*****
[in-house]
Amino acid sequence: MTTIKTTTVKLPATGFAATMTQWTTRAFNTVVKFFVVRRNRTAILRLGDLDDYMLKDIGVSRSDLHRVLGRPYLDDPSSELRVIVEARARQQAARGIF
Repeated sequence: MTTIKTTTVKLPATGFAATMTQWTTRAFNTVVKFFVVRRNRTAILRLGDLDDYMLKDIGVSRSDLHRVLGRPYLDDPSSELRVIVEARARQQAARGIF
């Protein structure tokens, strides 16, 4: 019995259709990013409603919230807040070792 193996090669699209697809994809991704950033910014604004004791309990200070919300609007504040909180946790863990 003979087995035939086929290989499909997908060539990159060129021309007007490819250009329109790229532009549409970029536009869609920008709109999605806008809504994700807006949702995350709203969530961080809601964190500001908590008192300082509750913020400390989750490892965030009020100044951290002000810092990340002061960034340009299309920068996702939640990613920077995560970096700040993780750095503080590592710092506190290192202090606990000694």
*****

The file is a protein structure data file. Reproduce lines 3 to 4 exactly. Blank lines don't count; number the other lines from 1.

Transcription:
Repeated sequence: MTTIKTTTVKLPATGFAATMTQWTTRAFNTVVKFFVVRRNRTAILRLGDLDDYMLKDIGVSRSDLHRVLGRPYLDDPSSELRVIVEARARQQAARGIF
């Protein structure tokens, strides 16, 4: 019995259709990013409603919230807040070792 193996090669699209697809994809991704950033910014604004004791309990200070919300609007504040909180946790863990 003979087995035939086929290989499909997908060539990159060129021309007007490819250009329109790229532009549409970029536009869609920008709109999605806008809504994700807006949702995350709203969530961080809601964190500001908590008192300082509750913020400390989750490892965030009020100044951290002000810092990340002061960034340009299309920068996702939640990613920077995560970096700040993780750095503080590592710092506190290192202090606990000694």